Space age synthesiser sound waves pierce the air with shrill and bassy tones that weave into each other and back again in a delicious and sonically pleasant symphony of oddity. The instantly recognisable intro riff to Jump flies from the moment's pause and begins the album proper. The keyboard melody leaps in skipping beats while Dave Lee Roth sings the familiar verses. We wait for the middle eight where Eddie Van Halen struts his stuff before moving over to keyboard flurries to drive the music into the second phase of the song.
Panama reveals some quality power chord progressions and a driving riff that does more than swing the beat, it dances around like a sprite in the mists of cymbal and a happy go lucky vocal delivery. Some references to motorcycling in hot weather brings a slightly greasy but sexy sentiment towards the end of the track. The following guitar harmonics demonstrate an air of proficiency that few could establish, and the fast paced licks to a double time drum that proceed them just melt like butter over the hot potato of a song.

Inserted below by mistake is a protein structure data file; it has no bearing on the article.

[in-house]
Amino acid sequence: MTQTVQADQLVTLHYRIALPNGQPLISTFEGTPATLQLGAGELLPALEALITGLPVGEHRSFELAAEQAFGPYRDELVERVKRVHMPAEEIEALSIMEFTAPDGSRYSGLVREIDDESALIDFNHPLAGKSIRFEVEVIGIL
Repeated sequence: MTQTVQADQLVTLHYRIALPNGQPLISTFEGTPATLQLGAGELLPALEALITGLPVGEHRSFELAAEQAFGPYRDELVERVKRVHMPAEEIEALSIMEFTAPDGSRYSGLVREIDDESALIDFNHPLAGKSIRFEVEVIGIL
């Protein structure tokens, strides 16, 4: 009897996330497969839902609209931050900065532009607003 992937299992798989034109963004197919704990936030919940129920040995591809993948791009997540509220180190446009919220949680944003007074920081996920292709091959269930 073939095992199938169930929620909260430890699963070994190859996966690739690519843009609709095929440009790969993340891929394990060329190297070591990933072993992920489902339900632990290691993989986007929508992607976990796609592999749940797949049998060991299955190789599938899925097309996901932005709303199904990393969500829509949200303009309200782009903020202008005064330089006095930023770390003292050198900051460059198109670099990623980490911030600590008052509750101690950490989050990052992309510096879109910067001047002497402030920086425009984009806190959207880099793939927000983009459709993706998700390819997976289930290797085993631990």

Continual guitar volleys pace out the verse chorus structure that revolves around rock, blue, and pop style structures. The virtuoso element of Van Halen gives the otherwise fairly tame sound something with a kick, and in a similar way to Guns n Roses, the style remains traditional but takes a new perspective on what a guitar can be used for in a song. Slower paced Drop Dead Legs rounds off the original side A of the classic recording, leaving the classic Hot For Teacher to ring in the start of side B.
With two singles a piece on both sides of the album, the record sales were astronomically high, with over ten million internationally sold. The popular sound of the frantic guitar and clean but slightly innuendo led vocal lines brings the bread, it's fun, dance ready, and totally rock n roll. With five previous albums made before this one, it shows that time and effort pay off when crafting a sound. It was perhaps the pinnacle of the Van Halen career, as Dave Lee Roth decided to move onto other things after the success of 1984. It wasn't until 2012 when he returned to re-establish the legacy left by this monumental band. Perhaps he left it too late?
This website is made possible thanks to the generous support of its readers. Thank you for your contribution.